“. . . our thoughts and prayers are not enough. It’s not enough. It does not capture the heartache and grief and anger that we should feel. And it does nothing to prevent this carnage from being inflicted someplace else in America. . . [W]e are not the only country on Earth that has people with mental illnesses. . . We are the only advanced country on Earth that sees these kinds of mass shootings every few months.”
President Barak Obama, October 1, 2015, in response to the Umpqua Community College shooting in Oregon
I feel anger; I am not numb. As a child of the 60’s, I want to picket the National Rifle Association’s offices, scale the ramparts to wave a banner emblazoned with “No More Guns!” and take to the streets to march alongside the majority of Americans, including the majority of responsible gun owners, who desperately want common sense gun safety laws.
Since the 1994 assault-weapon ban expired in 2004, Congress hasn’t enacted any major gun regulations. In the 1990s, when the Centers for Disease Control and Prevention expanded its research into gun-related deaths as a public health issue, conservatives added language to the appropriations bill reading: “None of the funds made available for injury prevention and control at the Centers for Disease Control and Prevention may be used to advocate or promote gun control.” The principal author of that language, Arkansas Republican Jay Dickey, recently conceded that he has “regrets” over the policy that came to be known as the Dickey Amendment and believes the policy that bears his name should be fixed, if not scrapped altogether. Nonetheless, Republicans remain opposed to research related to gun deaths and public health, as well as any kind of sensible gun control laws, including a federal law requiring background checks on would-be gun buyers and a national registry of guns.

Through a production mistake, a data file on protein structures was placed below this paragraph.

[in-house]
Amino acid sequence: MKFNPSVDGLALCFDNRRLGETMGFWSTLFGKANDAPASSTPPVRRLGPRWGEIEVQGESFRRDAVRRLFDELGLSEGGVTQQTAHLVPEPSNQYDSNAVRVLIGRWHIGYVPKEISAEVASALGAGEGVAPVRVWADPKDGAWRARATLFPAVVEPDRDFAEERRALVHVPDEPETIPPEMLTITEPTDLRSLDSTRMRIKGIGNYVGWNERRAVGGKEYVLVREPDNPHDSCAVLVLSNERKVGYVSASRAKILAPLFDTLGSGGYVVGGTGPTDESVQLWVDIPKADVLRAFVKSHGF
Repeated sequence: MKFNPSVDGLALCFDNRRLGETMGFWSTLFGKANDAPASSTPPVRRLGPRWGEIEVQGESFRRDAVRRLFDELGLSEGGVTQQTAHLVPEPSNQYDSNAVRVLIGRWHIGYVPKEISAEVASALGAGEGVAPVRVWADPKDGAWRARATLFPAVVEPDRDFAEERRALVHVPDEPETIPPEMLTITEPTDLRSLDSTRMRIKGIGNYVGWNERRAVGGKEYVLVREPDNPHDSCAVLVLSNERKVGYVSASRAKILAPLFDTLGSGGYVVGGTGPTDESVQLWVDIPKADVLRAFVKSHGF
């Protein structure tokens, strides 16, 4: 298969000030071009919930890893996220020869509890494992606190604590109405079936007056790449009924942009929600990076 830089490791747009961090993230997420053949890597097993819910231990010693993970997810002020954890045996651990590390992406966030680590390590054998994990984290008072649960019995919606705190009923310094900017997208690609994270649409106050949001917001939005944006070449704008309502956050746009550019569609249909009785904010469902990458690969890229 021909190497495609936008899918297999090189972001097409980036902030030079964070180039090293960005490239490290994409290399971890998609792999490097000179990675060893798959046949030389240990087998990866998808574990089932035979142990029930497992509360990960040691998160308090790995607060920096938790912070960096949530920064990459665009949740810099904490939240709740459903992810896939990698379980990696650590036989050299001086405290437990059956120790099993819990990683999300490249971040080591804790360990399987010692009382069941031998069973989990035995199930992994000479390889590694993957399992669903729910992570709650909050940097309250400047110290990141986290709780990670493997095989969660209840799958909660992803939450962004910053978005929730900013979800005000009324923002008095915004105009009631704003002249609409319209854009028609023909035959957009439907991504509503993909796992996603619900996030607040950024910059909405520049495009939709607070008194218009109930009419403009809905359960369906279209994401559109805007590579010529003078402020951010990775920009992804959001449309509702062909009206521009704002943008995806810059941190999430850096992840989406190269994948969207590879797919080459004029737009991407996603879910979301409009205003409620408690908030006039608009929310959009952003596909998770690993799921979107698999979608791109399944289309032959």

Why? Follow the money.
Having long ago departed from its original purpose as an organization for gun sports enthusiasts and hunters, the NRA is now a front for gun companies, receiving from them close to $100 million to market fear, generously donate to politicians willing to push their agenda, and run smear campaigns against those who do not.
The Umpqua Community College incident was the 264th mass shooting (defined as involving at least four people shot) in the U.S. this year. But this and other massacres account for a small fraction of gun deaths each year; most occur between people who know each other – family, friends, neighbors and co-workers. The United Nations has compiled data indicating that the United States has four times as many gun-related homicides per capita as do Turkey and Switzerland, which are tied for third place. Our gun murder rate is about 20 times the average for all other countries studied.
What we can do? The American Ethical Union belongs to the Coalition to Stop Gun Violence (http://csgv.org/). Its guiding principle is simple: “We believe that all Americans have a right to live in communities free from gun violence.” Its strategy involves 1) an aggressive approach with political advocacy, broadcasting via social media campaigns and hard-hitting TV, radio and print ads, a simple message: “The era of no accountability is over. If you do the NRA’s bidding and put our loved ones in the line of fire, we will educate your constituents about your record.”
2) building personal relationships with legislators and challenging them to become dedicated, long-term advocates for sensible gun laws; and 3) talking about the issue in terms of democratic values and using the term “insurrectionism” to describe the NRA’s treasonous interpretation of the Second Amendment.
As President Obama said in his speech, “We know that other countries, in response to one mass shooting, have been able to craft laws that almost eliminate mass shootings. Friends of ours, allies of ours — Great Britain, Australia, countries like ours. So we know there are ways to prevent it.”
It is a political choice that we must make, and we must make it now.